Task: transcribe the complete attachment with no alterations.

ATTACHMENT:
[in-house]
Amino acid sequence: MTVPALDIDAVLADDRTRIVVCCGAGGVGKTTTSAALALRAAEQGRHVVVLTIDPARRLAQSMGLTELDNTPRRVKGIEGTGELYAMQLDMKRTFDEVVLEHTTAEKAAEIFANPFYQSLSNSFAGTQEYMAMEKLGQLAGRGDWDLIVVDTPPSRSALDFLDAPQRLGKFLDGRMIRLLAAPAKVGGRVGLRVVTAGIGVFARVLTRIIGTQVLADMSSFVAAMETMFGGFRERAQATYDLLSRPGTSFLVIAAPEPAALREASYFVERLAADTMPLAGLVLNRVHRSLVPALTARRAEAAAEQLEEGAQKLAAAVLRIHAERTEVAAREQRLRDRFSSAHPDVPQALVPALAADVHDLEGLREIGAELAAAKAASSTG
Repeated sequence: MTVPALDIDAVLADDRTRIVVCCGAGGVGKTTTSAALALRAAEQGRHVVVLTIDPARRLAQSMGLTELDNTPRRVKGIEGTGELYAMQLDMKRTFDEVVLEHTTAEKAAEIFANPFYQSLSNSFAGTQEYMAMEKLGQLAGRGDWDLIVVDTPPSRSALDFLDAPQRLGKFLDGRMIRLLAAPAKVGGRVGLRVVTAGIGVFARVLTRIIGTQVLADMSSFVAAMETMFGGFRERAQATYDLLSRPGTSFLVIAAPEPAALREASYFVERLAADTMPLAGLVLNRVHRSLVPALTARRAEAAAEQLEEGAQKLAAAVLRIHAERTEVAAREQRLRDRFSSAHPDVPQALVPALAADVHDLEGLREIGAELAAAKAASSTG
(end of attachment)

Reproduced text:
[in-house]
Amino acid sequence: MTVPALDIDAVLADDRTRIVVCCGAGGVGKTTTSAALALRAAEQGRHVVVLTIDPARRLAQSMGLTELDNTPRRVKGIEGTGELYAMQLDMKRTFDEVVLEHTTAEKAAEIFANPFYQSLSNSFAGTQEYMAMEKLGQLAGRGDWDLIVVDTPPSRSALDFLDAPQRLGKFLDGRMIRLLAAPAKVGGRVGLRVVTAGIGVFARVLTRIIGTQVLADMSSFVAAMETMFGGFRERAQATYDLLSRPGTSFLVIAAPEPAALREASYFVERLAADTMPLAGLVLNRVHRSLVPALTARRAEAAAEQLEEGAQKLAAAVLRIHAERTEVAAREQRLRDRFSSAHPDVPQALVPALAADVHDLEGLREIGAELAAAKAASSTG
Repeated sequence: MTVPALDIDAVLADDRTRIVVCCGAGGVGKTTTSAALALRAAEQGRHVVVLTIDPARRLAQSMGLTELDNTPRRVKGIEGTGELYAMQLDMKRTFDEVVLEHTTAEKAAEIFANPFYQSLSNSFAGTQEYMAMEKLGQLAGRGDWDLIVVDTPPSRSALDFLDAPQRLGKFLDGRMIRLLAAPAKVGGRVGLRVVTAGIGVFARVLTRIIGTQVLADMSSFVAAMETMFGGFRERAQATYDLLSRPGTSFLVIAAPEPAALREASYFVERLAADTMPLAGLVLNRVHRSLVPALTARRAEAAAEQLEEGAQKLAAAVLRIHAERTEVAAREQRLRDRFSSAHPDVPQALVPALAADVHDLEGLREIGAELAAAKAASSTG